"It's interesting interacting with some of the Haitian kids. They love to play games and have fun, but many of them just long for human touch," he recalled. "This little boy was very quiet and well behaved. He didn't want to play, but only to be held. Whenever I tried to put him down he'd hold on tighter. I put my baseball cap on his head, and carried him around the entire day."
Bush had to leave without knowing the little boy's name. Each time he asked, the boy would not speak. After leaving that day, Bush could not forget about him.
A few days later, the team returned to Turpin. Bush hoped that he would find the same little boy.
As he climbed off the bus and quickly scanned the crowd in front of him, the boy was nowhere in sight. Then, over by the street, he saw the little boy across the way, holding onto his older sister's hand. After recognizing Bush, the little boy hurried over excitedly into his arms. In broken Créole, his sister finally told Bush what he had wanted to know.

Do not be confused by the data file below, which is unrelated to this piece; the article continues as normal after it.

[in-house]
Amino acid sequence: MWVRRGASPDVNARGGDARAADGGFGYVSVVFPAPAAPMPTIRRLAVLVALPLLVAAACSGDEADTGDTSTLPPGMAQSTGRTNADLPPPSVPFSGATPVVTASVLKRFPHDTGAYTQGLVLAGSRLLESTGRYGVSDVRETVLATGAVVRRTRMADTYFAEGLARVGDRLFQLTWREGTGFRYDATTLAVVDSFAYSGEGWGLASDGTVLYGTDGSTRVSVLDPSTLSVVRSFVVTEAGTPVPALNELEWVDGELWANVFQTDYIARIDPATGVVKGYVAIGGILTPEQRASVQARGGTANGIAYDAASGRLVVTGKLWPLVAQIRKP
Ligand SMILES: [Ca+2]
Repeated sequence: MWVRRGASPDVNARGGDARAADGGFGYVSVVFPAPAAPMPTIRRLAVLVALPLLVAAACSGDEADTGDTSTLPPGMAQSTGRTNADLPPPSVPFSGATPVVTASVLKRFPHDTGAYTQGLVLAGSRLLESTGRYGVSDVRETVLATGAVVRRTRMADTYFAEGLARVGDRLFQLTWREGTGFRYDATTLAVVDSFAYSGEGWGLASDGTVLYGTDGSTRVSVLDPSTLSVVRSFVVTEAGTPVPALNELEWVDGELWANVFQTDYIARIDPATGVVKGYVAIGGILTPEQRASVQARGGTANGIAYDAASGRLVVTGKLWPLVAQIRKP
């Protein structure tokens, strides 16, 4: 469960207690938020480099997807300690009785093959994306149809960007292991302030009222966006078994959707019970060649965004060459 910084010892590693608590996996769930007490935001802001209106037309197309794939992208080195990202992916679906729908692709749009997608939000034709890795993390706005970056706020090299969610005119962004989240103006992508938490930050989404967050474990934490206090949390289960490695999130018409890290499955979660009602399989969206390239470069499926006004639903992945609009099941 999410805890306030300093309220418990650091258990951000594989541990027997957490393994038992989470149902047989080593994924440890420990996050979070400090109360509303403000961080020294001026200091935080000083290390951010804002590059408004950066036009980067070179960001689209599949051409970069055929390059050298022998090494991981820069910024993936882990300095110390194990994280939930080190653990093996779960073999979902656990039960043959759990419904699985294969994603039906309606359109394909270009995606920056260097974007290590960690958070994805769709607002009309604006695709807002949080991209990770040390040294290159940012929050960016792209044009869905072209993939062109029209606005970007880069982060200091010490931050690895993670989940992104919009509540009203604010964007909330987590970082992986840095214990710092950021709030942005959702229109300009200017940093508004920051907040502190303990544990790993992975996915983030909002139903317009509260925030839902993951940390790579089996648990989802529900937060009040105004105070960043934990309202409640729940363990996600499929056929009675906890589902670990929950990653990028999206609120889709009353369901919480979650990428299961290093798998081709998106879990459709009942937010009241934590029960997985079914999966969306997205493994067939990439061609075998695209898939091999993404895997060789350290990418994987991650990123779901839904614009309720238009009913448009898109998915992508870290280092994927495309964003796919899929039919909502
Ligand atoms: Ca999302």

"She told me his name was 'Blanzi.' I told them my name was Logan, and gave Blanzi a hug and left for the truck," Bush said. "He wasn't happy that I had to leave. Neither was I, but I feel much better that I now know his name. I'll never forget Blanzi, and now I have a face and a name to pray for."
Without the dedicated service of students like those who went to Haiti, many would not know the joy that can be found from volunteering or receive the service of those who ask nothing in return. And children like Blanzi would not know what it's like to throw his arms around another's shoulders, and one young, Haitian man would not know the comforts of modern dentistry.
For 20 years, the Friesen Center has given the people of this world this opportunity and more through thousands of service hours to the community, the country and the world beyond. With a mission of service at HU, the legacy of the Friesen Center will continue for many years to come.